an INTRODUCTION to SECONDARY AUCTIONS for PRIVATE MARKETS
This article originally posted on Nasdaq Private Market. Reposted here with NPM's permission.
Nasdaq Private Market’s mission is to reduce barriers to accessible liquidity for private companies and private funds. For private
companies, we are experts in facilitating private secondary transactions and have facilitated over 230 transactions in the last 5
years. The transaction type that dominates the private landscape is called a “tender offer”. A private tender offer generally follows
certain criteria (e.g., 20 or more sellers, open for 20 business days, etc.). According to the SEC, a tender offer is a broad solicitation
by a company or a third party to purchase a substantial percentage of a company’s Section 12 registered equity shares or units for
a limited period of time. The offer is at a fixed price, usually at a premium over the current market price, and is customarily contingent
on shareholders tendering a fixed number of their shares or units1
. There may be more considerations in order to satisfy all the
requirements to a tender offer, and we would highly encourage you to speak with your legal counsel regarding them.
For the purposes of this report, we will include company buybacks with third party tender offers since the mechanics of these transaction types are similar. Most private companies and their legal counsel have become comfortable with this transaction type for several reasons, including its predictability and structure. However, as companies stay private longer, they have begun to search for alternatives to the tender offer that provide competitive pricing and potentially allow company shareholders to be more involved in the transaction itself. This brings us to auctions. Auctions have existed in the public markets for decades, and have been used in various forms – from Dutch auctions for public offerings to call auctions used by most major stock markets to open and close trading for the day2,3.
The private markets have not used auctions to nearly the same extent, especially regarding secondary transactions for private company shares. But that is starting to change. With dry powder continuing to remain at all-time high levels, growth equity and venture capital investors are looking for more opportunities to deploy their approximately $145 billion of capital4 . This competitive landscape lends itself perfectly to the auction format. In 2018, Nasdaq Private Market began exploring its capabilities in private secondary transactions to include several different types of auctions, in addition to those we have run for our clients in the past. We are able to leverage our legal expertise and operational excellence to successfully execute these new and innovative program structures for the private markets. While there are some risks to holding auctions compared to a standard tender offer or secondary transactions, we believe that these auction programs may have benefits for the sponsor company, shareholders, and the buyers, and could change how private companies hold secondary transactions in the future.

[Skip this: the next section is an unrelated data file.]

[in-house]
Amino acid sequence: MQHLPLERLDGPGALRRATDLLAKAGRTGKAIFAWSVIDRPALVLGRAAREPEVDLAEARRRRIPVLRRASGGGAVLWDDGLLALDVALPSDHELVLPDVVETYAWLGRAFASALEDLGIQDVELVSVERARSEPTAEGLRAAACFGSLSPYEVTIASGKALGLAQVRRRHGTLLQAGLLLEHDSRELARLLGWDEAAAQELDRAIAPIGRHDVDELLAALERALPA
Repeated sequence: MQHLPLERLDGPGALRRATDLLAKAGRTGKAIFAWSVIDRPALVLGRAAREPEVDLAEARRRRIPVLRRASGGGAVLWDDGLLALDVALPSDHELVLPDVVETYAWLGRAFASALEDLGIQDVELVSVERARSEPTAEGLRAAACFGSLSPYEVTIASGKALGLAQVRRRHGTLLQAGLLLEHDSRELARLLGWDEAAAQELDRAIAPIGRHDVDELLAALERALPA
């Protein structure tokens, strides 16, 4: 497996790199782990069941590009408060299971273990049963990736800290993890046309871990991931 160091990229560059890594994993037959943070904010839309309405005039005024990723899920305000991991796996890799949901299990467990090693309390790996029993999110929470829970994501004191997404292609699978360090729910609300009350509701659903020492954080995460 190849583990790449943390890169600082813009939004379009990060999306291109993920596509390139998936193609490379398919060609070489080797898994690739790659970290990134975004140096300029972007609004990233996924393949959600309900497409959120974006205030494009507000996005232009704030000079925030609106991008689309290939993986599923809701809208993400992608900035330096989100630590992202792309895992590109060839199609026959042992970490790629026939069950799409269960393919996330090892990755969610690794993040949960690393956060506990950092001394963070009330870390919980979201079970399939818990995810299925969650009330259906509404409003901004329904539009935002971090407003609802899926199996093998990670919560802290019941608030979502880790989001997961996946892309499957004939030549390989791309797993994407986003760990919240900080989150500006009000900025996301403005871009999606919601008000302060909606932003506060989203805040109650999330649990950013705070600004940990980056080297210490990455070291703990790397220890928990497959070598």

The Private Company Auction Process
In its simplest form, an auction is a process in which potential buyers place bids on assets or services, with the intention of becoming the highest bidder and purchasing the asset or service for that amount5. From there, auctions can be customized to change the dynamics of the transaction. Bids can be open or sealed, the winning price may end up being the second highest price bid, sellers may provide input on price per share and quantity willing to be sold, and more. Simple auctions typically take four different forms: English, Dutch, first price, and second price auctions.
Table 1.0 – Simple Forms of Auctions
Nasdaq Private Market can run different variations of these price discovery processes, including auctions that mimic public offering
Dutch auctions whereby the clearing price of the secondary transaction is calculated after collecting all bids, in a sealed manner, to
determine the highest price at which the total projected amount of shares for sale can be sold. This is our “Buy-side Auction” process,